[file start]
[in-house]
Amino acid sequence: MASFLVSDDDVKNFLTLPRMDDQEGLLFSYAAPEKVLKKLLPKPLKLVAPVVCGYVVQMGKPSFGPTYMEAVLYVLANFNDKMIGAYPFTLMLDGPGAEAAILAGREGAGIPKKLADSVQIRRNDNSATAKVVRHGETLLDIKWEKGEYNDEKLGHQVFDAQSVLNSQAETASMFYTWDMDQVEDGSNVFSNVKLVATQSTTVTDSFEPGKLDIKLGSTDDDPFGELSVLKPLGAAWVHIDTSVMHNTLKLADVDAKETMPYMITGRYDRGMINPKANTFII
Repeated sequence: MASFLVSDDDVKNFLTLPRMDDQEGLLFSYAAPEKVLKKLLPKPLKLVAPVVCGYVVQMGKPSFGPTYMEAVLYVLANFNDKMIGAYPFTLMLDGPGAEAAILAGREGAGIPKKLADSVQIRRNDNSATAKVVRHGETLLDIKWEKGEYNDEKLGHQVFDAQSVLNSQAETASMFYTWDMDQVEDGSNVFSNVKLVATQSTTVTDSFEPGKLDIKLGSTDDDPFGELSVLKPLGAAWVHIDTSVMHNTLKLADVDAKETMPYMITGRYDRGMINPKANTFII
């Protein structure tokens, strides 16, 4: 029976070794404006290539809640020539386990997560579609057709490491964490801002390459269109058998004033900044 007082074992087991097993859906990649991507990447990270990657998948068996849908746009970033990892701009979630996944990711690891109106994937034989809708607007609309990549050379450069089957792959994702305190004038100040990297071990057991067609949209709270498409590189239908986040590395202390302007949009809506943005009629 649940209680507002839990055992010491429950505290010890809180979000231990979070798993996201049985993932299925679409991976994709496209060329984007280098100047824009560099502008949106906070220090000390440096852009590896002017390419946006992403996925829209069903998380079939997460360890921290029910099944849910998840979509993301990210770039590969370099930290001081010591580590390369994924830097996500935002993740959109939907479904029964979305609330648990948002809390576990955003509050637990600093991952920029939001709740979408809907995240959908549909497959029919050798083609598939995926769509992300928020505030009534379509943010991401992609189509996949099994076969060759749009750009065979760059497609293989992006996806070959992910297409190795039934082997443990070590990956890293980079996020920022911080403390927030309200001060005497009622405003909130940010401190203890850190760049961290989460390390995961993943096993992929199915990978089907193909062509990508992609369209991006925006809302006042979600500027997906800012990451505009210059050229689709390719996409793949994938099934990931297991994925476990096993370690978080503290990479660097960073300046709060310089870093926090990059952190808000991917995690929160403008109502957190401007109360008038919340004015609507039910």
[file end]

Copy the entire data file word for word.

[in-house]
Amino acid sequence: MASFLVSDDDVKNFLTLPRMDDQEGLLFSYAAPEKVLKKLLPKPLKLVAPVVCGYVVQMGKPSFGPTYMEAVLYVLANFNDKMIGAYPFTLMLDGPGAEAAILAGREGAGIPKKLADSVQIRRNDNSATAKVVRHGETLLDIKWEKGEYNDEKLGHQVFDAQSVLNSQAETASMFYTWDMDQVEDGSNVFSNVKLVATQSTTVTDSFEPGKLDIKLGSTDDDPFGELSVLKPLGAAWVHIDTSVMHNTLKLADVDAKETMPYMITGRYDRGMINPKANTFII
Repeated sequence: MASFLVSDDDVKNFLTLPRMDDQEGLLFSYAAPEKVLKKLLPKPLKLVAPVVCGYVVQMGKPSFGPTYMEAVLYVLANFNDKMIGAYPFTLMLDGPGAEAAILAGREGAGIPKKLADSVQIRRNDNSATAKVVRHGETLLDIKWEKGEYNDEKLGHQVFDAQSVLNSQAETASMFYTWDMDQVEDGSNVFSNVKLVATQSTTVTDSFEPGKLDIKLGSTDDDPFGELSVLKPLGAAWVHIDTSVMHNTLKLADVDAKETMPYMITGRYDRGMINPKANTFII
């Protein structure tokens, strides 16, 4: 029976070794404006290539809640020539386990997560579609057709490491964490801002390459269109058998004033900044 007082074992087991097993859906990649991507990447990270990657998948068996849908746009970033990892701009979630996944990711690891109106994937034989809708607007609309990549050379450069089957792959994702305190004038100040990297071990057991067609949209709270498409590189239908986040590395202390302007949009809506943005009629 649940209680507002839990055992010491429950505290010890809180979000231990979070798993996201049985993932299925679409991976994709496209060329984007280098100047824009560099502008949106906070220090000390440096852009590896002017390419946006992403996925829209069903998380079939997460360890921290029910099944849910998840979509993301990210770039590969370099930290001081010591580590390369994924830097996500935002993740959109939907479904029964979305609330648990948002809390576990955003509050637990600093991952920029939001709740979408809907995240959908549909497959029919050798083609598939995926769509992300928020505030009534379509943010991401992609189509996949099994076969060759749009750009065979760059497609293989992006996806070959992910297409190795039934082997443990070590990956890293980079996020920022911080403390927030309200001060005497009622405003909130940010401190203890850190760049961290989460390390995961993943096993992929199915990978089907193909062509990508992609369209991006925006809302006042979600500027997906800012990451505009210059050229689709390719996409793949994938099934990931297991994925476990096993370690978080503290990479660097960073300046709060310089870093926090990059952190808000991917995690929160403008109502957190401007109360008038919340004015609507039910």